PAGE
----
The character of Joan, played by Samantha Hopkins, was for me the best, with a cracking Wolverhampton dialect, sixties fashion and chain smoking, she had something of a Joan Holloway from Mad Men feel about her. She is, however, the baddy of the play, competing with Nigel for the affections of his widowed father, which culminated in the ultimate bake off. 

Having sons, it felt close to home, uncomfortably at times, especially with the passing of Nigel's mother. The mother we all aspire to be, adored by your children. I thought of the times I cook with the boys and I hope that I have given the same fond memories to my children as Nigel had of his mother. 

I would give Toast ⭐️⭐️⭐️⭐️ perfect entertainment for an autumn evening and as nostalgic as home made apple pie and bird's custard. 

Thank you to the Malvern Theatre who gifted me two tickets to their beautiful theatre. All thoughts and opinions in this review are entirely my own. 


Saturday, 24 August 2019


We spent the most gorgeous week in Cornwall this summer in the bell tent. It's our favourite place in the world, but we haven't been for a few years for a variety of reasons. We choose to camp at Trevedra Farm, near Sennen, a family run campsite, quite exposed on the top of Escalls Cliff, you can see the Scilly Isles on a clear day, and it's within walking distance of Gwynver and Sennen beaches.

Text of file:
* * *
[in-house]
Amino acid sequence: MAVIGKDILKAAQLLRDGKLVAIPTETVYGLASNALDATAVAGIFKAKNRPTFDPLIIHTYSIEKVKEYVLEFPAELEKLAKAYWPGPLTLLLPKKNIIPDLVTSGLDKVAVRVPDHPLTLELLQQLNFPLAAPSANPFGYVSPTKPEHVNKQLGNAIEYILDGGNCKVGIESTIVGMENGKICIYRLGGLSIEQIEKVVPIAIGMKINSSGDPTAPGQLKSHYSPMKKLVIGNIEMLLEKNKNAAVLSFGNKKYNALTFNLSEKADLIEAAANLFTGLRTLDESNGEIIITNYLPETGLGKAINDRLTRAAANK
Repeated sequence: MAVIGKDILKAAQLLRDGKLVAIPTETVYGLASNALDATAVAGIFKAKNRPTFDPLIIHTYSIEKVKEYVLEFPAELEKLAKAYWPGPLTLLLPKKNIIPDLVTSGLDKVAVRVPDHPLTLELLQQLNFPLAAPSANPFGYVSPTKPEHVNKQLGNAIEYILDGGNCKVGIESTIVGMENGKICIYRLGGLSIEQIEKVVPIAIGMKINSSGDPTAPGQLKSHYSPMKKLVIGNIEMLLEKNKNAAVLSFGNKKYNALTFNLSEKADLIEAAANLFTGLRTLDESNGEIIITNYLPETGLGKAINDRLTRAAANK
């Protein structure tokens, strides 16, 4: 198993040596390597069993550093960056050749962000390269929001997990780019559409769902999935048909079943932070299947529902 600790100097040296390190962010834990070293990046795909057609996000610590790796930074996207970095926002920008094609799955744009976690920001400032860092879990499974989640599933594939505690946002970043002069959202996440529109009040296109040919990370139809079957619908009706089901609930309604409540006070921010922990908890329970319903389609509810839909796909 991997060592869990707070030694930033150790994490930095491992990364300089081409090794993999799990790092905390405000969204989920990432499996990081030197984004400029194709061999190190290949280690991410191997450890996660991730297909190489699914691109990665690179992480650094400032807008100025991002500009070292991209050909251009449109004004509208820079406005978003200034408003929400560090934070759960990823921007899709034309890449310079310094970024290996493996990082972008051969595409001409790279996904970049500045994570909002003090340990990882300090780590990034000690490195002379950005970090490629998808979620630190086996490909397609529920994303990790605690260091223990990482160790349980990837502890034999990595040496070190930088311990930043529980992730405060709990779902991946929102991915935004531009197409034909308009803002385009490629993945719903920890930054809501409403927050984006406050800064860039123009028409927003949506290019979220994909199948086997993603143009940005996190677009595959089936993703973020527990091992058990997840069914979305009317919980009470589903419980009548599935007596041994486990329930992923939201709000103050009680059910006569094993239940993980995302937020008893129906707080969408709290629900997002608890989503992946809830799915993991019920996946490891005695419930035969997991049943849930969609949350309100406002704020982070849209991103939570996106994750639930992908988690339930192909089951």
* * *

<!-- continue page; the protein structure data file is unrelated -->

We pitched the bell tent for our week stay behind a Cornish hedge which is traditionally made of stone. 

We took only the bare necesseities for our holiday, but I managed to squeeze in a few sheepskin rugs to make it more homely. I take all the kitchen pots and plates in a crate which then doubles as storage in the tent. We have an inner tent for the bell that creates two bedrooms and a bit of privacy for the teenagers. 

Board games come too in case of bad weather, but we only got the monopoly on the first night as the boys quickly made friends. We visited our favourite beaches, stopped at roadside stalls to buy fresh fruit and veg and drove down our favourite road, the B3306, which now has a pop-up Moomaid ice cream stall in a container by the roadside!

We celebrated a birthday whilst we were there, sixteen already! *sobs* Although it would be fair to say he'd have rather spent it at home with his friends than camping with us.

I love this part of Cornwall, so rugged, with granite boulders strewn across the countryside and tiny field systems that haven't changed since neolithic times. It's hard living here, farmers diversify by turning their fields into campsites for the hoards of tourists that make their annual pilgrimage here each summer. I allowed myself to daydream about living here, pressing my nose against estate agents windows and wishing I had bought an old wooden beach hut twenty years ago before they were snapped up by developers and turned into huge New England style mansions. 

The wooden chalet (above) was built by an artist as her studio and sits perched above Sennen beach and accessed only by a footpath. I believe it remains owned by her family and I hope it always does. I would love to stay in it in winter, watching the storms roll in from those windows. 

Until next time Cornwall, we won't leave it so long next time.